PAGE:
Volume 16, Number 28 | The Newspaper of Lower Manhattan | December 9-16, 2003
Residents raise questions on W.T.C. Health Registry
By Elizabeth O’Brien
Some Lower Manhattan residents continue to feel shortchanged by the city’s World Trade Center Health Registry, even though anyone who lived south of Canal St. on Sept. 11, 2001 is eligible to enroll.
Nearly 30 local residents and workers attended a forum on the health registry last Thursday at the Downtown Information Center at 25 Broad St. Some participants told assistant health commissioner Dr. Polly Thomas that the interview portion of the registry seemed geared toward emergency workers.
If residents are not asked detailed questions about their experiences on and after 9/11, then the study will not be able to address their potential long-term health concerns, some residents fear.
“I want to make sure that the residents are taken care of, because I don’t think they are,” said Darlene Newman, who volunteered to help the city maintain contact with Downtowners.
The city’s Department of Health and Mental Hygiene launched its World Trade Center Health registry in September. It aims to track the physical and mental health of thousands of people who were near the Twin Towers on Sept. 11, 2001, or who worked on the W.T.C. cleanup at the site or at Fresh Kills but were not close to either place the day of the attack. Residents who lived south of Canal St. on 9/11 but were not home that day are also eligible to enroll.
As of last week, nearly 15,000 people had been interviewed for the registry, Thomas said. Of the respondents, 53 percent were office workers, passersby, or commuters in the vicinity of the Twin Towers on the morning of 9/11; 26 percent were emergency workers in the “red zone,” Fresh Kills landfill, or the debris barges; 19 percent were residents; and 2 percent were students and staff at schools or day care centers south of Canal St. on 9/11.
Participants at last week’s forum said that the city should do more to recruit residents for the registry, and that residents should be asked more detailed questions once they do enroll.
“I found there were very few questions for residents who were in the area trying to clean their homes,” one woman said.
“We’ve heard that comment from a lot of people,” Thomas responded.
She said that the department had to make some very difficult decisions about what to include in the 30-minute telephone interview.
“For every question we put in the questionnaire, we had to throw out about five,” Thomas told Downtown Express after the forum.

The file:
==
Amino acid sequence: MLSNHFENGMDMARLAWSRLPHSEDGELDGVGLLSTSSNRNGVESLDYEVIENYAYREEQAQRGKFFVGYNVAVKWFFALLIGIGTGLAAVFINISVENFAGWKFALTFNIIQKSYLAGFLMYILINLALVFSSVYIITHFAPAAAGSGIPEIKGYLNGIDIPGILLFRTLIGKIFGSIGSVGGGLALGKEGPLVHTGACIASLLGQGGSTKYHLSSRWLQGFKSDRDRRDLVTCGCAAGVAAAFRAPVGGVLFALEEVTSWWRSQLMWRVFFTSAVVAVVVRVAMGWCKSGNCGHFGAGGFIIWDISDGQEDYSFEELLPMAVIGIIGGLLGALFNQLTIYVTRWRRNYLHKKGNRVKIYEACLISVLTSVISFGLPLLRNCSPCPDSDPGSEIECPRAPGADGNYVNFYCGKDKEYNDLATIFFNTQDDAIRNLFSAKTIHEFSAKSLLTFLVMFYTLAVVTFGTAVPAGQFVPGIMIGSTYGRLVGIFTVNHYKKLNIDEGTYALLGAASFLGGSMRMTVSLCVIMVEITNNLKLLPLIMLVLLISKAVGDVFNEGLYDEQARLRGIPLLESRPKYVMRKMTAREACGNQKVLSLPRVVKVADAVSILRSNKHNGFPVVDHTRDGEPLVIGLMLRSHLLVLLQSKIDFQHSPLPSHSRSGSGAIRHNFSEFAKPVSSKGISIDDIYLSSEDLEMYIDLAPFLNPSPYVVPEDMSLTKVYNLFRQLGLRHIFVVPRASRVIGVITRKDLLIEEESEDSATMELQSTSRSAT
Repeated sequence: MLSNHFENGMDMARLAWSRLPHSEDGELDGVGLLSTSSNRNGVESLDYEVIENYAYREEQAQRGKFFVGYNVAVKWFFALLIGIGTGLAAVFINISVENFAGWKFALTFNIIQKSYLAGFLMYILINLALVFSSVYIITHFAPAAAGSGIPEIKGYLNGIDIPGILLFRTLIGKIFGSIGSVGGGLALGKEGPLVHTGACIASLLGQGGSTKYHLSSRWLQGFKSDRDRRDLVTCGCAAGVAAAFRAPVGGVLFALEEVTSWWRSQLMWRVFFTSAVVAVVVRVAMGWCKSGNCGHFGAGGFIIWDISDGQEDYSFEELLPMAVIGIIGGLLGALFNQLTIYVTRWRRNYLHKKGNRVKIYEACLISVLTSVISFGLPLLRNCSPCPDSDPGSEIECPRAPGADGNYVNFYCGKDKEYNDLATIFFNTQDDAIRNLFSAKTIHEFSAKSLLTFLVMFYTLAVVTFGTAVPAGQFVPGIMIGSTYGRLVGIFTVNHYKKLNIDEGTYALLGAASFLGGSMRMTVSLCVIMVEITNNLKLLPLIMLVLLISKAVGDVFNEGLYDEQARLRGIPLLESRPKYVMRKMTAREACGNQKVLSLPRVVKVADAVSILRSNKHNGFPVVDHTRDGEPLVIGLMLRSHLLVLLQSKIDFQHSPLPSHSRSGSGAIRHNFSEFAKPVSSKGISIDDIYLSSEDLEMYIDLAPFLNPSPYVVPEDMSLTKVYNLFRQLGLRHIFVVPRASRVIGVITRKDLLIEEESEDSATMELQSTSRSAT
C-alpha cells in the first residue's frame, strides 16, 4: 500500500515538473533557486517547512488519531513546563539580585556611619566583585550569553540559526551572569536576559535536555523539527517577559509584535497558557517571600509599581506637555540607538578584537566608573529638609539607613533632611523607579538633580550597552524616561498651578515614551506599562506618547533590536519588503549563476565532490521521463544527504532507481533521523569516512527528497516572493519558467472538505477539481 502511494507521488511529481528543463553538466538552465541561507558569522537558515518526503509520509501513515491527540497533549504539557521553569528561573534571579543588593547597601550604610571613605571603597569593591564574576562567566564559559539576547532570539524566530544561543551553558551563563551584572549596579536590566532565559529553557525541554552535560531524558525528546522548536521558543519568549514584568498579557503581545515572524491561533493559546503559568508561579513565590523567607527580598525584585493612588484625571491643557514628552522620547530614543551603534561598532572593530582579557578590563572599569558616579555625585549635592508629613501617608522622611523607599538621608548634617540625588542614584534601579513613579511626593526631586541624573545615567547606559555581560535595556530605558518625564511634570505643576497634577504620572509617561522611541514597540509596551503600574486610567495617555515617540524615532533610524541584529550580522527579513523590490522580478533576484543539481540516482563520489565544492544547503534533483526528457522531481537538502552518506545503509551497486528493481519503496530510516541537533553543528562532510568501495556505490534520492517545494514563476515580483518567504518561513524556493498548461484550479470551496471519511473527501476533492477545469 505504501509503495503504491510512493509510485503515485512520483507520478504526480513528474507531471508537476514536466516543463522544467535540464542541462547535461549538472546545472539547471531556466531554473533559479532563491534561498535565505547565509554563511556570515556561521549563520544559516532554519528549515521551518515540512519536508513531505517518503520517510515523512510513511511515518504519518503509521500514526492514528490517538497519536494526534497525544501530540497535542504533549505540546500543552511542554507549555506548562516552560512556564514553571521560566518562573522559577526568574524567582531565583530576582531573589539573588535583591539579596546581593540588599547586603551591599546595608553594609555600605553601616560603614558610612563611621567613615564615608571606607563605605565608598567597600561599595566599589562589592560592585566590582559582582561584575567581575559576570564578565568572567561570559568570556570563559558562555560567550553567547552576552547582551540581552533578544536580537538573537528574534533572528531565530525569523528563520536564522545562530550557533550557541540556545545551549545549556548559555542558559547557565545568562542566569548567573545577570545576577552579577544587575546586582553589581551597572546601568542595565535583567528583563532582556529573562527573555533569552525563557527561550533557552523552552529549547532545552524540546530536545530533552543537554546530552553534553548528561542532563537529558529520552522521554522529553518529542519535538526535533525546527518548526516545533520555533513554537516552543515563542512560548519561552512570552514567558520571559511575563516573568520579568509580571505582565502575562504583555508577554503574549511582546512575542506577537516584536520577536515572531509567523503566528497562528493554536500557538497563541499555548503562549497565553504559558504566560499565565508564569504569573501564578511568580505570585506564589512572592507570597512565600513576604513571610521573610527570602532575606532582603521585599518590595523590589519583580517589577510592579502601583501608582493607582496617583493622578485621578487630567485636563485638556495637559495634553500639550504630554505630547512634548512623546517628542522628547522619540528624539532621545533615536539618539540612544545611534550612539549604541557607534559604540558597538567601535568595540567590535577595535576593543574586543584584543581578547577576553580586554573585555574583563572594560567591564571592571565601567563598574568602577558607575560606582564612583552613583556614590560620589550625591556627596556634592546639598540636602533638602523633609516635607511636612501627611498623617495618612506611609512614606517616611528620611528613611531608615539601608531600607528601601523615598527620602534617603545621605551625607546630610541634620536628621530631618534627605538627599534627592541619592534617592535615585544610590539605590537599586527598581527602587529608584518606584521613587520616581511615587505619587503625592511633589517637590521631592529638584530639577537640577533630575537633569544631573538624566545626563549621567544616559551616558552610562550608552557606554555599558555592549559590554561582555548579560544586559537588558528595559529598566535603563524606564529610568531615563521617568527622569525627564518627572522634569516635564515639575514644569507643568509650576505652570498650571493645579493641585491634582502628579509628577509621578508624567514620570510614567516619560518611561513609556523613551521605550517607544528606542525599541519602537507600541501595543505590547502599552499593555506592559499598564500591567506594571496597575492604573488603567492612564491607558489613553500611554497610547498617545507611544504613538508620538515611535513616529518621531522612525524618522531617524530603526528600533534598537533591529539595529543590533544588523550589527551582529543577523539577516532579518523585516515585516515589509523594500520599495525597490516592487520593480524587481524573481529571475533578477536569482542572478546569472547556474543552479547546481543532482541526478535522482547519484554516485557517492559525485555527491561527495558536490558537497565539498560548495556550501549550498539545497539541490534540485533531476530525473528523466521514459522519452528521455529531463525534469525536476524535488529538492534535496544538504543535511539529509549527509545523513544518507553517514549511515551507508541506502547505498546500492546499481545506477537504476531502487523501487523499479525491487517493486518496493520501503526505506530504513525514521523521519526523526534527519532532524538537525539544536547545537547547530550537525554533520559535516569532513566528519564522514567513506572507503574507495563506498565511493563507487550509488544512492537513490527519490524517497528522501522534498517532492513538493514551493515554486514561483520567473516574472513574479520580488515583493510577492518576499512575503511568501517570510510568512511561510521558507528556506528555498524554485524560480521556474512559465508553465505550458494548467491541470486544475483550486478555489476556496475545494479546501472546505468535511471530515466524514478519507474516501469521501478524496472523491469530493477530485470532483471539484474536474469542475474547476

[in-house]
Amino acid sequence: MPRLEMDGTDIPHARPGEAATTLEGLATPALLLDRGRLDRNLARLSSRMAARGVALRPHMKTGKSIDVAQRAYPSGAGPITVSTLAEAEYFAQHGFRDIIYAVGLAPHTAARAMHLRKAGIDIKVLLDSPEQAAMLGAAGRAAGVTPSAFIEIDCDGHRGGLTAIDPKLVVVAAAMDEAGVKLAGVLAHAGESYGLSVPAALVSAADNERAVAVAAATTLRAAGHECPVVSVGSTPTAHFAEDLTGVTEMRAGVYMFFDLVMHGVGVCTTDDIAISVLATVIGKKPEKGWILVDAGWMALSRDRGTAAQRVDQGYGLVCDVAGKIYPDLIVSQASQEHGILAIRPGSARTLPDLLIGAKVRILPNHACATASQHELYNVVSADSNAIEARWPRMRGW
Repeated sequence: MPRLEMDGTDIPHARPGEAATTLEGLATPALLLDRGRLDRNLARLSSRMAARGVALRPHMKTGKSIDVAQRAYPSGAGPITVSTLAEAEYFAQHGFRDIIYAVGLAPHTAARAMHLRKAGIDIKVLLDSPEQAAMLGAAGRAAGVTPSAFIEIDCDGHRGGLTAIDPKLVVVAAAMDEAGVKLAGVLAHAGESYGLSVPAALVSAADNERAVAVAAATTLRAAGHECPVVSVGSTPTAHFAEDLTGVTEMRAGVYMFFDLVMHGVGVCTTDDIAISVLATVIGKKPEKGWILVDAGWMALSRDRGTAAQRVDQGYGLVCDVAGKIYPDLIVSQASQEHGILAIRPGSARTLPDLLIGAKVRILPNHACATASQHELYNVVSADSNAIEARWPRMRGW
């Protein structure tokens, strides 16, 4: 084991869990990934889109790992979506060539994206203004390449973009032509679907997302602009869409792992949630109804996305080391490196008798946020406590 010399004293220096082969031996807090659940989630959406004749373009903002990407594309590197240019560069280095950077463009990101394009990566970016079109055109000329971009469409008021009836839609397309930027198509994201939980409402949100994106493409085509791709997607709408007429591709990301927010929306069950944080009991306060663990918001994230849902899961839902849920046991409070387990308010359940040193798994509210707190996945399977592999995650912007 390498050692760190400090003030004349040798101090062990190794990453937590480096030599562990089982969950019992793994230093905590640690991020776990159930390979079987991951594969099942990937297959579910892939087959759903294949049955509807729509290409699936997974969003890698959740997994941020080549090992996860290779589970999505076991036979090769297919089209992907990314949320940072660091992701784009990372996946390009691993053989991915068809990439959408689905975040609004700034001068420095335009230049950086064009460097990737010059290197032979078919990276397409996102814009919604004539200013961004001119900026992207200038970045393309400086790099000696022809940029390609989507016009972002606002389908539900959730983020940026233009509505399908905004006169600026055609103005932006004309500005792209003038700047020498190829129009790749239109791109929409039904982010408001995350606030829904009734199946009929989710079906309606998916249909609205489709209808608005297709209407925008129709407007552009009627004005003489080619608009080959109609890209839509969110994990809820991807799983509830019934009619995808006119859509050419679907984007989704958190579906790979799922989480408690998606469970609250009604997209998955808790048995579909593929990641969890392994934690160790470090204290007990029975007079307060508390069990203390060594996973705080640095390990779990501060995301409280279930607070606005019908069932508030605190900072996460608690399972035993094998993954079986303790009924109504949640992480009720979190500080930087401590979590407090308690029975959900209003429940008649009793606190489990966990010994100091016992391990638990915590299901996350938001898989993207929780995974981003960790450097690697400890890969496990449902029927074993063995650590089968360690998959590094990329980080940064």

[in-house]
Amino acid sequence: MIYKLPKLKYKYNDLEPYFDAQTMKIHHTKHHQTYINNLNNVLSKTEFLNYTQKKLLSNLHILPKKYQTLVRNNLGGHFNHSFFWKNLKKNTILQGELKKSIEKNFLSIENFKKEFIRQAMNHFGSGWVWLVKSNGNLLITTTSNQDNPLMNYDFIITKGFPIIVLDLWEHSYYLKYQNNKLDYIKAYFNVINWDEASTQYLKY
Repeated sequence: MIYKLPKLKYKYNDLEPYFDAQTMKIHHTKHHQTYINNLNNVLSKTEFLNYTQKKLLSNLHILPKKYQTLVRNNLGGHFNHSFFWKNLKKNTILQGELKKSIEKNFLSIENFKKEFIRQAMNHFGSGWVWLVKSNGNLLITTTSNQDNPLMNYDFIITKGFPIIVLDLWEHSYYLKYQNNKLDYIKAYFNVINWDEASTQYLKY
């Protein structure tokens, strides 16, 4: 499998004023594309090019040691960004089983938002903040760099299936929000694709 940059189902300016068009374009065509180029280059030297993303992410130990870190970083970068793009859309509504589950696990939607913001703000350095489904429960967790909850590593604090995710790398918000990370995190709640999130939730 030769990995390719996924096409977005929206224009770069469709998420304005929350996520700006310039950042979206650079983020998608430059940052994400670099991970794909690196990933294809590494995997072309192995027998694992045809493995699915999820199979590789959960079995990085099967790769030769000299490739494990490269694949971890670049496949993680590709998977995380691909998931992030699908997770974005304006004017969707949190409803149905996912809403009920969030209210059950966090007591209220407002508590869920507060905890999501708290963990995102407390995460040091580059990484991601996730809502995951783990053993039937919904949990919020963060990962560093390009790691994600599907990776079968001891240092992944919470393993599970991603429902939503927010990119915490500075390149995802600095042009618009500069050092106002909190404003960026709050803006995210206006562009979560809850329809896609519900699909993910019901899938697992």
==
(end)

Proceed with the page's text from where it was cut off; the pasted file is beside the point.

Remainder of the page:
Budget and time constraints influenced the number of interview questions, Thomas said. But the registry was never designed to probe deeply into a particular aspect of a participant’s experience, she added.
Instead, Thomas explained, it aims to enroll as many people of as many different categories as possible. This will help the city identify the ways that the Twin Towers’ collapse affected various populations, and also to pinpoint areas of future study.
While the interview questions will not be changed, the department is working to recruit more residents, Thomas said. The outside contractor handling the interviewing has begun a campaign of “active outreach,” sending out letters to residents and building managers in the eligibility area, she said. Letters are being sent out in batches of 2,000, Thomas said, and the department aims to send out as many as 100,000.
In addition, the Department of Health has tweaked its publicity campaign with a less catchy but more inclusive slogan. The phrase “I was there September 11th” has been widely used in flyers, newspaper ads and mass transit posters. Some worried that this phrase was misleading, since groups of workers and residents are eligible even if they weren’t Downtown on 9/11.
The city recently added business cards with the phrase, “Evaluating the long-term health effects of 9/11.” This slogan will also be used in online banners that will link to the registry Web site. While the “I was there September 11th” posters will remain up, Thomas said, this new phrase should help make people aware of the eligibility criteria.
A new ad campaign, with different posters, will be unveiled some time next year, said Deborah Walker, the project director of World Trade Center Health Registry, in a telephone interview. The department had always planned different phases of media outreach during its recruitment period, Walker said.
The Department of Health will continue to enroll participants in the registry until next August. Before then, it will not release detailed information on its findings so as not to bias the pool of applicants, officials said.
The department has secured funding for the registry for the next four years, Thomas said, and administrators will contact participants periodically to ask about their health and inform them of other studies they may want to join. Officials have said they hope to continue the registry initiative for 20 years.
“I don’t see that there’s any reason not to register,” said Fredric Bell, a participant who was at a conference on Water St. on the morning of 9/11. Bell, the executive director of the American Institute of Architects’ New York chapter, is one of the founders of New York New Visions, a group of professionals advising officials on W.T.C. site plans.
Even people who feel completely healthy, and residents who had little or no visible W.T.C. dust in their apartments, are encouraged to register.
For more information and to register, visit the Web site at www.wtcregistry.org or call 1-866-NYC-WTCR (1-866-692-9827).